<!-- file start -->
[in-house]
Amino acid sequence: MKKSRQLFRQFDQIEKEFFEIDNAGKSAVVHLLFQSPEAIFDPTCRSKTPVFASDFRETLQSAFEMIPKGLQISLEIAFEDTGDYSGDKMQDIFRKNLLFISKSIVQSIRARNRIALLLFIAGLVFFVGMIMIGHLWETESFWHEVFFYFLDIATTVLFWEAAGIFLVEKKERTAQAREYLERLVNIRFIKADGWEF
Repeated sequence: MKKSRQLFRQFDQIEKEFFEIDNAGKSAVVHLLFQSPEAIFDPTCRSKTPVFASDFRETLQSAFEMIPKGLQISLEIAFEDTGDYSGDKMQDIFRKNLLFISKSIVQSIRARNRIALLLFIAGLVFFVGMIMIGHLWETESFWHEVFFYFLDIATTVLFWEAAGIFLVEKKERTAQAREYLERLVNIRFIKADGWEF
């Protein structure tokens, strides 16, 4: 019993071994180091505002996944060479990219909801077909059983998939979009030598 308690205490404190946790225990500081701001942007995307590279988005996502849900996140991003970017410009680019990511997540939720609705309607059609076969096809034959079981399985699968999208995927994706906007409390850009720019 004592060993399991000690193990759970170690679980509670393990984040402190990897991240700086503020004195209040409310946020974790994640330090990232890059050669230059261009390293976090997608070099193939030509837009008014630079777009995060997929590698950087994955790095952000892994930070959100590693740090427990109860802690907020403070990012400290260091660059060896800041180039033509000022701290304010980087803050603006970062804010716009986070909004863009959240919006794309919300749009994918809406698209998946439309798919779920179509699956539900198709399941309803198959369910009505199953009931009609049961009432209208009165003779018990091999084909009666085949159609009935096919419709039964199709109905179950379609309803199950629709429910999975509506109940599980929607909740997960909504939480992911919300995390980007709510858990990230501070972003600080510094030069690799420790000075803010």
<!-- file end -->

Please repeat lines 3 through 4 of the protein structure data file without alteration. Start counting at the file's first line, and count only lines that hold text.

Repeated sequence: MKKSRQLFRQFDQIEKEFFEIDNAGKSAVVHLLFQSPEAIFDPTCRSKTPVFASDFRETLQSAFEMIPKGLQISLEIAFEDTGDYSGDKMQDIFRKNLLFISKSIVQSIRARNRIALLLFIAGLVFFVGMIMIGHLWETESFWHEVFFYFLDIATTVLFWEAAGIFLVEKKERTAQAREYLERLVNIRFIKADGWEF
């Protein structure tokens, strides 16, 4: 019993071994180091505002996944060479990219909801077909059983998939979009030598 308690205490404190946790225990500081701001942007995307590279988005996502849900996140991003970017410009680019990511997540939720609705309607059609076969096809034959079981399985699968999208995927994706906007409390850009720019 004592060993399991000690193990759970170690679980509670393990984040402190990897991240700086503020004195209040409310946020974790994640330090990232890059050669230059261009390293976090997608070099193939030509837009008014630079777009995060997929590698950087994955790095952000892994930070959100590693740090427990109860802690907020403070990012400290260091660059060896800041180039033509000022701290304010980087803050603006970062804010716009986070909004863009959240919006794309919300749009994918809406698209998946439309798919779920179509699956539900198709399941309803198959369910009505199953009931009609049961009432209208009165003779018990091999084909009666085949159609009935096919419709039964199709109905179950379609309803199950629709429910999975509506109940599980929607909740997960909504939480992911919300995390980007709510858990990230501070972003600080510094030069690799420790000075803010």